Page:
“Don’t have salt in your tea. You will suffer from hypertension and your life span will reduce. Don’t have sugar in your tea too. It is not good,” said Himanta Biswa Sama, Assam Chief Minister, as he visited the tea gardens of Sonitpur district on Wednesday.
As the health minister, Sarma had earlier said in the Assembly that the practice of consuming salt with tea, initiated during the British era to combat dehydration, continues even today. “This has led to a number of medical complications such as hypertension, heart ailments and eclampsia, adding to high mortality rates among the community,” he had said.
“Won’t be able to say why this tradition was initiated in the tea garden of Assam. However, nowadays, we don’t put salt or sugar in the Chah Pani (black tea). If they want, they carry salt with them,” said Sarabjit Marwah, manager, Khoomtai Tea Estate of Upper Assam.
With more than 800 big tea gardens, Assam produces 56% of the country’s total tea and the garden workers, belonging to the Adivasi community, account for nearly 17% of the state’s population.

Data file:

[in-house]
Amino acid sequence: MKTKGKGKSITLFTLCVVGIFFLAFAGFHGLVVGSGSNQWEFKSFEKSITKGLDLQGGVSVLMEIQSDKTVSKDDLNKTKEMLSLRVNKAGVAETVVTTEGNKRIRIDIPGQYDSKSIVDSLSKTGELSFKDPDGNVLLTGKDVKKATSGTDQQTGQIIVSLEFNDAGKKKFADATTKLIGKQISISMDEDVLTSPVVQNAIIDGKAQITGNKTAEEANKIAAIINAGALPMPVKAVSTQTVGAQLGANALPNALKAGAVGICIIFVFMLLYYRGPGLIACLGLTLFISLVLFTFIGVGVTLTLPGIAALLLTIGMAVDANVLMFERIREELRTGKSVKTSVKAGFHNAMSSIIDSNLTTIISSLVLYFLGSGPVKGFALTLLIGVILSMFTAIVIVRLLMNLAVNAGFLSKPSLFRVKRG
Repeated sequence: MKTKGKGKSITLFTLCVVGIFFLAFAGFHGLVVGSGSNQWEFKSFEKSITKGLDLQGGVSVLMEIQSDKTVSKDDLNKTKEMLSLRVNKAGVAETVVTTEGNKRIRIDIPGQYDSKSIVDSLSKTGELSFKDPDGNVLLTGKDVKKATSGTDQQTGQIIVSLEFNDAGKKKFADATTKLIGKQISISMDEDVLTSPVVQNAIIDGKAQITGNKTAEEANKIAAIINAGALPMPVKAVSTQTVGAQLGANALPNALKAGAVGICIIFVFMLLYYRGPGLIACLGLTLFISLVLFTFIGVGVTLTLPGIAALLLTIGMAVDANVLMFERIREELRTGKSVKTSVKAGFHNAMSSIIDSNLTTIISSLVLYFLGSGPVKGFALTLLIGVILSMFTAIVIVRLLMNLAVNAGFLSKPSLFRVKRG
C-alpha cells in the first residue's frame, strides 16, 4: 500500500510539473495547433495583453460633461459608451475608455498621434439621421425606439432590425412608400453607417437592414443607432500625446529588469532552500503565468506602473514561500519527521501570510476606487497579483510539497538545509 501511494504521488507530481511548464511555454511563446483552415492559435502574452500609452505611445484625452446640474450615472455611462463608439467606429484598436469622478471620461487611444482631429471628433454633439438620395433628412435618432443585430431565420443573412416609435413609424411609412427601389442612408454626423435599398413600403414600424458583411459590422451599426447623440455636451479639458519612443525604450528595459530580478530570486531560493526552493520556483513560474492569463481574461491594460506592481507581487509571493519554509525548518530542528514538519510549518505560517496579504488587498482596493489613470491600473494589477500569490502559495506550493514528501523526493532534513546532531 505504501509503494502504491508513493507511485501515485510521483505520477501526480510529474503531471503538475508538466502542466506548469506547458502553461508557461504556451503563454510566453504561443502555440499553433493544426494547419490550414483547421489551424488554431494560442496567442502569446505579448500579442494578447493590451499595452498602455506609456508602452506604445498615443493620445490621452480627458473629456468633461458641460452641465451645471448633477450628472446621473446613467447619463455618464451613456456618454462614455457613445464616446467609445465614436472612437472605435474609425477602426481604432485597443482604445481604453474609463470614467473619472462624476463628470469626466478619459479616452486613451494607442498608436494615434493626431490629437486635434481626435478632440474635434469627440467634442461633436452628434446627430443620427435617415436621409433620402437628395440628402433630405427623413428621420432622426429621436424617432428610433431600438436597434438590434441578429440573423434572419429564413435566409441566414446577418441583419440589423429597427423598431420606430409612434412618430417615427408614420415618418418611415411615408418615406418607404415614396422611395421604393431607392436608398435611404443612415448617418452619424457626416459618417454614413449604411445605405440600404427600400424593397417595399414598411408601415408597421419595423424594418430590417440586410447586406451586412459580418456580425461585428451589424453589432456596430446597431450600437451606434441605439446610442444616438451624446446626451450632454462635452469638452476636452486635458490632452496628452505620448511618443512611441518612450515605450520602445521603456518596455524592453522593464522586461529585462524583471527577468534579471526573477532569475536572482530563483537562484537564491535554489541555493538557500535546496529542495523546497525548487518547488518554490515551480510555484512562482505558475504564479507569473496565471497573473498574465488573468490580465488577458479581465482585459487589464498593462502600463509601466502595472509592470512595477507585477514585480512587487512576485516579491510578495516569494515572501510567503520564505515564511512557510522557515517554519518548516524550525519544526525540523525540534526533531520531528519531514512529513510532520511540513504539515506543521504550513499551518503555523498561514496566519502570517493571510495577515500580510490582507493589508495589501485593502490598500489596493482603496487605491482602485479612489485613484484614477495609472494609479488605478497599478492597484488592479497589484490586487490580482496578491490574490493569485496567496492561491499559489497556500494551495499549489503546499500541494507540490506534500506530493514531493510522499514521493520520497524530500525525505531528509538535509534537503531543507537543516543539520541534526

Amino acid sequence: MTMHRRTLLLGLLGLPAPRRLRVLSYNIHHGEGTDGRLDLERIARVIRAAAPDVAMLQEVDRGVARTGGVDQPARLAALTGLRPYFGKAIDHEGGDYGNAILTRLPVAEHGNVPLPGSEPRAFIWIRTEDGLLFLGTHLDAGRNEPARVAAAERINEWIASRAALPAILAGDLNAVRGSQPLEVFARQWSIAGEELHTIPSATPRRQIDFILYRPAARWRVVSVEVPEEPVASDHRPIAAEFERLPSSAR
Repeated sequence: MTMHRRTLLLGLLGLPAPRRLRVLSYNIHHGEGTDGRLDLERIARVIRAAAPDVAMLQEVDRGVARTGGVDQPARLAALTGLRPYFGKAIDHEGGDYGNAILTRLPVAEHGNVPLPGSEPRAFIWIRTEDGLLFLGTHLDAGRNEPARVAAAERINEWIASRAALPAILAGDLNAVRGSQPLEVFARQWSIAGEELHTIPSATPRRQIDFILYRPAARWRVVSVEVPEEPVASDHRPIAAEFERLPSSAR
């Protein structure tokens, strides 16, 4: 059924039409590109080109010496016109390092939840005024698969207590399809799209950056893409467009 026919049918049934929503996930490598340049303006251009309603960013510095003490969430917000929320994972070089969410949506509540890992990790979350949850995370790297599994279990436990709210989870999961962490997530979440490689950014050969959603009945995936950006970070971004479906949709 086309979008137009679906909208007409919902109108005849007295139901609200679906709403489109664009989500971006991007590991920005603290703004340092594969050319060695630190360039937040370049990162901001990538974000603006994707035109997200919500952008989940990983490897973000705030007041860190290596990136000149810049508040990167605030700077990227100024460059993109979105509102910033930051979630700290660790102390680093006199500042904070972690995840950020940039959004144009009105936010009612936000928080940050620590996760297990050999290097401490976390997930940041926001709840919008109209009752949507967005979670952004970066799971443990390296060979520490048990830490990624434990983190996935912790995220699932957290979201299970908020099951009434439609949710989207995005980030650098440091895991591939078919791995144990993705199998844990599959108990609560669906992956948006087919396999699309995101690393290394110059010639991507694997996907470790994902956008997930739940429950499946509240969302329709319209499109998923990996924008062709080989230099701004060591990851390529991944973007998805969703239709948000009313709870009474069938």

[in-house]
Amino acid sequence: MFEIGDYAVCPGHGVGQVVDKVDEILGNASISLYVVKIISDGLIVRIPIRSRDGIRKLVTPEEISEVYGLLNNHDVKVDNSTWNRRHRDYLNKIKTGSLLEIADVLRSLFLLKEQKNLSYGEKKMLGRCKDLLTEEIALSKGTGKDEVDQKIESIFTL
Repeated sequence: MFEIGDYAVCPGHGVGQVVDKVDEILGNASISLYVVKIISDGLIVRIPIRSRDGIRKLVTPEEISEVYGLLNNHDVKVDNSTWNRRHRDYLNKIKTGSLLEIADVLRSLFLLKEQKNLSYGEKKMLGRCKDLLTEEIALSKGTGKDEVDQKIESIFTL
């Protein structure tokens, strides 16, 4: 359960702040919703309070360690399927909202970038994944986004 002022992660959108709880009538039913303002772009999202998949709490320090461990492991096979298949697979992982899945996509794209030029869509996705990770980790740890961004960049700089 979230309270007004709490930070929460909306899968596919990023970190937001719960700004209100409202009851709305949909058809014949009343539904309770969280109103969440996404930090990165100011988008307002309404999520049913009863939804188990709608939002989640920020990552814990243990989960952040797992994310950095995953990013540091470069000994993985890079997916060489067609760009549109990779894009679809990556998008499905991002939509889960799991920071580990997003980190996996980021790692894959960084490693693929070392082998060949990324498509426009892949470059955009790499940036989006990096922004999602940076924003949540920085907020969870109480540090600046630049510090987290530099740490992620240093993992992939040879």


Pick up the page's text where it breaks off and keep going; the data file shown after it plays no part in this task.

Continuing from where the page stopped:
Chah pani in the tea gardens of Assam means liquor tea or black tea, while plain water means ‘kacha pani’. This tea is instant and available round-the-clock in the homes of the tea garden workers.
Till date, a bullock cart fitted with a drum containing chah pani moves around the garden. Workers consume it as water or soak the fattened rice (chirwa) and have it as breakfast during the break.
Chah pani, which many in the industry demand to be declared as the national drink, is mostly consumed with salt, similar to ‘nimokh chah’ (salt tea).
Latest studies show a link between a high-salt diet and brain health, and is even considered a cause of hypertension.